Fresh off his Tuesday primary win in Virginia, noted alt-right sympathizer and Republican Senate nominee Corey Stewart gave a bizarre interview to CNN’s Chris Cuomo on Wednesday in which he put forth a conspiracy theory that Democratic Sen. Tim Kaine was at the “center” of the so-called “Spygate” scandal.
“I’ll tell you something, I really do believe that Tim Kaine has been at the center of all this stuff that you’re seeing with regard to the FBI. You know, the whole problem is having the FBI spying by federal agency on a presidential campaign,” Stewart said.
Stewart claimed without evidence that his opponent is deeply involved in an arrangement that involved an FBI informant meeting with members of the Trump campaign who had contact with Russians. President Trump has dubbed what happened “Spygate“ and generated a completely fabricated scandal alleging that former President Barack Obama planted spies in his campaign to help Hillary Clinton win.
When Cuomo pushed back and said there was no proof of this, Stewart responded, “We’re not in a court of law, are we?”
“That doesn’t mean the truth doesn’t apply, my brother,” Cuomo replied.
Stewart, who has styled himself after Trump and espoused similar hardline approaches to immigration, has wasted no time embracing the president’s animus toward the Clinton campaign. “Lock him up! Lock her up!” members of the crowd chanted at his victory rally on Tuesday, referring to Kaine and Clinton. “That might just happen,” Stewart said, despite evidence to the contrary.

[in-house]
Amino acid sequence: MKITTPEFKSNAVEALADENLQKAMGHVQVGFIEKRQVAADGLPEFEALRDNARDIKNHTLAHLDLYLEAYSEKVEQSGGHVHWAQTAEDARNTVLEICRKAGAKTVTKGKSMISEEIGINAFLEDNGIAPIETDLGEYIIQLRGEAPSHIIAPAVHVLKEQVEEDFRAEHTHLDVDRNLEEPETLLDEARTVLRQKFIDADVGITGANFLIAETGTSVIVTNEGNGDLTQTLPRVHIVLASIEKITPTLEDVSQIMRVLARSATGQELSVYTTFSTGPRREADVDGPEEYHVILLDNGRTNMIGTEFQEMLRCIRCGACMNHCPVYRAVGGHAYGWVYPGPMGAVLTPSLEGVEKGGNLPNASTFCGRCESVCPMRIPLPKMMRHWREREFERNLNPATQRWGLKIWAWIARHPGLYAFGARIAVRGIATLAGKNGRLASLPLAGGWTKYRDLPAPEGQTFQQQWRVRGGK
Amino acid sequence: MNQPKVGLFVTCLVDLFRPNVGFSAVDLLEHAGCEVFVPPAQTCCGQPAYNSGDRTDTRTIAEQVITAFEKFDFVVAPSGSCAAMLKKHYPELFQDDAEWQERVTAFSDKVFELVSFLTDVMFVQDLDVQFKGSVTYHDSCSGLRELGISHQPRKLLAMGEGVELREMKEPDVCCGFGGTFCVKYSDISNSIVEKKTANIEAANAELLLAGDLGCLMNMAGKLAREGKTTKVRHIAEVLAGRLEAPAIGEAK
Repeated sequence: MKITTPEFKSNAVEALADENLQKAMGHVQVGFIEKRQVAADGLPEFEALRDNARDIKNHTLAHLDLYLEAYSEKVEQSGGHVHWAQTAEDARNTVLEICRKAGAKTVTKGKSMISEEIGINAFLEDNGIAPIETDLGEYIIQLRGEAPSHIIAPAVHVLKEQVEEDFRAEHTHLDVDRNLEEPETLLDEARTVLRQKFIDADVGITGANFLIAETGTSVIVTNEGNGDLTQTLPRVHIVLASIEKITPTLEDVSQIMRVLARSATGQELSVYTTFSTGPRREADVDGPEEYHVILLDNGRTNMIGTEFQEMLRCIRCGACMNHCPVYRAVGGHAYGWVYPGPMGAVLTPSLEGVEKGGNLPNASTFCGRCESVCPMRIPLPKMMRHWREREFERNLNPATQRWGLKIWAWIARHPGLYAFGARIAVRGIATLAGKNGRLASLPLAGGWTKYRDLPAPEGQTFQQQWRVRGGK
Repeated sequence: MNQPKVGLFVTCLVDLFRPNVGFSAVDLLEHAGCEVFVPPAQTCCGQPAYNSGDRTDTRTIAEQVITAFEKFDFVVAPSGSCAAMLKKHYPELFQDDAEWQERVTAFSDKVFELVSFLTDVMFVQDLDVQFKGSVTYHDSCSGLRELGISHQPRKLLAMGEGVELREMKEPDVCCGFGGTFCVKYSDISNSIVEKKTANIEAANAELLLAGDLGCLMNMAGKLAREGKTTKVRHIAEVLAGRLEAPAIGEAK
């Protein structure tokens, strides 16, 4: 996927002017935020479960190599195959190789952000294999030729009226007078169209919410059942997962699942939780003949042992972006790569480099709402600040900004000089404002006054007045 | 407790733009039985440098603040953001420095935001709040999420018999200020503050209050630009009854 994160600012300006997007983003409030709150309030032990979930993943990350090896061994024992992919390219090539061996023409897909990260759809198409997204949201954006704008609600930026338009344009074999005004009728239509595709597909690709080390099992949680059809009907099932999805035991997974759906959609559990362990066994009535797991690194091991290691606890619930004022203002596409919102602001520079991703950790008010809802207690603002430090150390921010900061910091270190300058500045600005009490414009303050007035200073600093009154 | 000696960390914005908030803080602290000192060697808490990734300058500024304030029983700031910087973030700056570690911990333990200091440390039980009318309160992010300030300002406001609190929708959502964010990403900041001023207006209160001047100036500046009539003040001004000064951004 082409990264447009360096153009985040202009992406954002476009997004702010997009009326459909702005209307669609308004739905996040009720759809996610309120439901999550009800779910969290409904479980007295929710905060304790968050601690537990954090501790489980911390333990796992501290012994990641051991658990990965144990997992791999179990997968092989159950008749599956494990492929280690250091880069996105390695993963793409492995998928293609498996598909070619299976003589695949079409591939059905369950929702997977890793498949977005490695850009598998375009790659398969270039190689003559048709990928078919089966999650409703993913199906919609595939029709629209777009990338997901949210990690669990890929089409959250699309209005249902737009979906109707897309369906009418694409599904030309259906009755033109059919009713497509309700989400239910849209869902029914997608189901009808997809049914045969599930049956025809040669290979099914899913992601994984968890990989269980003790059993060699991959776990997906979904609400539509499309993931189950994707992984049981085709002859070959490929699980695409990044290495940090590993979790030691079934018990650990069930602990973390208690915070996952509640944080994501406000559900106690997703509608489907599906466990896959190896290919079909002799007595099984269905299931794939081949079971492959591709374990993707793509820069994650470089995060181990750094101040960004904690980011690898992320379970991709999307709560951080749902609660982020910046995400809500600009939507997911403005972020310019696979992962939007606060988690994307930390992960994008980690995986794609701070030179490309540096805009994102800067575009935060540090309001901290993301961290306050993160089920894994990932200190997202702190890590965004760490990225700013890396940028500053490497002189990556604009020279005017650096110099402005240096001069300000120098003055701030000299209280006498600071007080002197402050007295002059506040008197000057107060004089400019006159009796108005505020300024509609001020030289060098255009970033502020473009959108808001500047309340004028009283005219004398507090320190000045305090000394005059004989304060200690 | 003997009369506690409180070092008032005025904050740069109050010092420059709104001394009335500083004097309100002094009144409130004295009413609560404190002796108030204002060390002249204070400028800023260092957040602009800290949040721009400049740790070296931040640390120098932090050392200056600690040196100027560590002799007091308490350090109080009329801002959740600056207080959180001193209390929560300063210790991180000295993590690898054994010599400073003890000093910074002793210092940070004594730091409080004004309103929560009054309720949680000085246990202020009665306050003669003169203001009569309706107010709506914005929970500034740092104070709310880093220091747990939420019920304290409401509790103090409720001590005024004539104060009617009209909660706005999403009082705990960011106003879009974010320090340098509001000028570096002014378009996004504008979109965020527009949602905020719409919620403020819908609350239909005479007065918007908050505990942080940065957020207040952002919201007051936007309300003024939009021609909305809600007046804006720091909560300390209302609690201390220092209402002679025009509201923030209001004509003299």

Stewart’s securing of the nomination is widely seen as a drag on the Republican Party in Virginia, where Democrats have a shot at recapturing as many as four seats in the House of Representatives. Nominating a candidate mainstream Republicans aren’t excited about could further diminish turnout.
Stewart: “You play the race card every time”
As part of the interview, Cuomo also pressed Stewart to explain some of his neo-Confederate viewpoints and alt-right connections, a conversation that quickly devolved into a shouting match. Stewart, who has called himself a “proud Southerner” and made defending Confederate statues part of his Senate platform, has previously endorsed Paul Nehlen, a far-right Wisconsin House candidate who’s espoused anti-Semitic and anti-Muslim views.
“I have always condemned … any white supremacists or bigots or anything like that. We want nothing to do with that. But that’s the only thing that you and the left have. You claim, you play the race card every time,” Stewart said. But as Vox’s Jane Coaston explained, Stewart’s connections to white supremacists are quite extensive indeed.
“This guy Nehlen isn’t the only one in your past, now is he? You also cotton to someone else named Hines. You took his endorsement. … That’s you in front of a Confederate flag taking his endorsement,” Cuomo said, prompting Stewart to say: “By the way, your own father said anti-Semitic things. Did you condemn him?”
”Oh, please. My father is dead and buried and was 10 times the man you’ll ever be on your best day. So stay comparing yourself to the bigots that you cotton to,” Cuomo responded. “You never want to condemn the extremism on your own side of the aisle,” Stewart argued.
Given his past, this heated exchange likely won’t be the first time Stewart will have to defend his far-right connections as the midterms approach in November.
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